Friday, January 25, 2008
The $7 billion-man - a finance wizard
PARIS — On the elite trading floors here, where France’s brightest minds devise some of the most complex instruments in global finance, few people noticed Jérôme Kerviel.
He was lucky to be there at all. Many of his colleagues had been plucked from the prestigious Grandes Ecoles — the Harvards and M.I.T.’s of France — and wielded advanced degrees in math or engineering. Mr. Kerviel arrived from business school and started out shuffling paper in the back office.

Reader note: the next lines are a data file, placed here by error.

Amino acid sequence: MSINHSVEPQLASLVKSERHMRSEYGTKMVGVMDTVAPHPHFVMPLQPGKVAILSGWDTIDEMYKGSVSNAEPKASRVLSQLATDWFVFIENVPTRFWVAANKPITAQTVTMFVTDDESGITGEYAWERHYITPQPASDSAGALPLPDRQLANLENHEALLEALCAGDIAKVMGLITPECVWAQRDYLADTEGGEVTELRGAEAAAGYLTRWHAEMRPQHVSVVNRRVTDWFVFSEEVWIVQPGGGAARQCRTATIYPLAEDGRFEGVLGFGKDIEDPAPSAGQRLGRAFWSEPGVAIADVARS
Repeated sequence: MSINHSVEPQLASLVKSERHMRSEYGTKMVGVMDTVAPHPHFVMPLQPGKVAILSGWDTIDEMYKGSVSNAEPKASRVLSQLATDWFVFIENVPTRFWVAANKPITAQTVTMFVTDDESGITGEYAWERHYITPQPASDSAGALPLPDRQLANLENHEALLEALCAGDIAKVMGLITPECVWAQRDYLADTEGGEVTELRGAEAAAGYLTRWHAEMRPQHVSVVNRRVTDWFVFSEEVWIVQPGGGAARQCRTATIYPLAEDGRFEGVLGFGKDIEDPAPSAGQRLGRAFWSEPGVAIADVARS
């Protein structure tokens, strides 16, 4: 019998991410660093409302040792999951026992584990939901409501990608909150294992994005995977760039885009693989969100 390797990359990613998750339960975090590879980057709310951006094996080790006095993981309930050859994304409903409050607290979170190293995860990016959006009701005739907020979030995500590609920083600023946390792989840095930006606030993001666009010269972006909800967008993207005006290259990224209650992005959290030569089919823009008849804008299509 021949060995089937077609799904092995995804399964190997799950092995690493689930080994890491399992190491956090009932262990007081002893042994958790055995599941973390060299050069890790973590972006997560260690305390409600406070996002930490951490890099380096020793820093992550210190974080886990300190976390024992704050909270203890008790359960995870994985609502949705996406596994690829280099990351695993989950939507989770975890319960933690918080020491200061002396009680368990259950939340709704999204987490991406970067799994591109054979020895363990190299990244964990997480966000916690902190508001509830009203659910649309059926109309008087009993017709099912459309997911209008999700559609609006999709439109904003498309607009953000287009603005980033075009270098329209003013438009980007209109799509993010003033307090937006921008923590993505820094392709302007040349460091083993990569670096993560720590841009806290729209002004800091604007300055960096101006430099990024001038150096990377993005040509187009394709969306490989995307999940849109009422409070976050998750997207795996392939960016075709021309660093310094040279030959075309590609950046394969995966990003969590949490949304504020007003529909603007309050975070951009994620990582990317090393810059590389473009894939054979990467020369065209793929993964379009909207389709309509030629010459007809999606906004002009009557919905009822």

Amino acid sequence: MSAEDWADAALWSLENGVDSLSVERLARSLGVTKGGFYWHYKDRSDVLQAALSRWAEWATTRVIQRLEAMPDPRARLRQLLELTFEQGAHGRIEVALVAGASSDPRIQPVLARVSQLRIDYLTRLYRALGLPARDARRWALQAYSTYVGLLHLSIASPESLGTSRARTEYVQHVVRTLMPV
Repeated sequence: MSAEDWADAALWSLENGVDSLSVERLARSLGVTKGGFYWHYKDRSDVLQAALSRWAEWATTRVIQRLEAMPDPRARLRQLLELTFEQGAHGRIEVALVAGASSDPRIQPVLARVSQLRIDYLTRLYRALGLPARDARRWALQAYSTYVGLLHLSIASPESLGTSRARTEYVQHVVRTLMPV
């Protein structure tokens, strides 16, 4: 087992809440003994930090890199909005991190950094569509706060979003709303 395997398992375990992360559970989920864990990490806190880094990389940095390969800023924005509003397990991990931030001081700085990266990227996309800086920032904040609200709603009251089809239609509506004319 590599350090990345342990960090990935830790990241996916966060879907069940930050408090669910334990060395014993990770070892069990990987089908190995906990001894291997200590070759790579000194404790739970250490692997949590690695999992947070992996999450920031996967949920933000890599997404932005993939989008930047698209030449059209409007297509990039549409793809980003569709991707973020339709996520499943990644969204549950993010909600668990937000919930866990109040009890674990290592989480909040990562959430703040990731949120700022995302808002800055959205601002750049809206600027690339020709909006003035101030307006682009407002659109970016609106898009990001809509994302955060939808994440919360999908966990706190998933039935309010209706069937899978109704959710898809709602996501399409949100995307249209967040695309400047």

But on Thursday the world came to know Mr. Kerviel, 31, as the most dangerous accused rogue trader ever, a young gambler who found himself sucked into a spiral of losses that left a $7.2 billion hole in Société Générale, one of France’s largest and most respected banks.
While Société Générale executives maintained that he had acted alone, many questioned how that was possible given the scope of the losses.
Alfred Hitchcock's "Foreign Correspondent"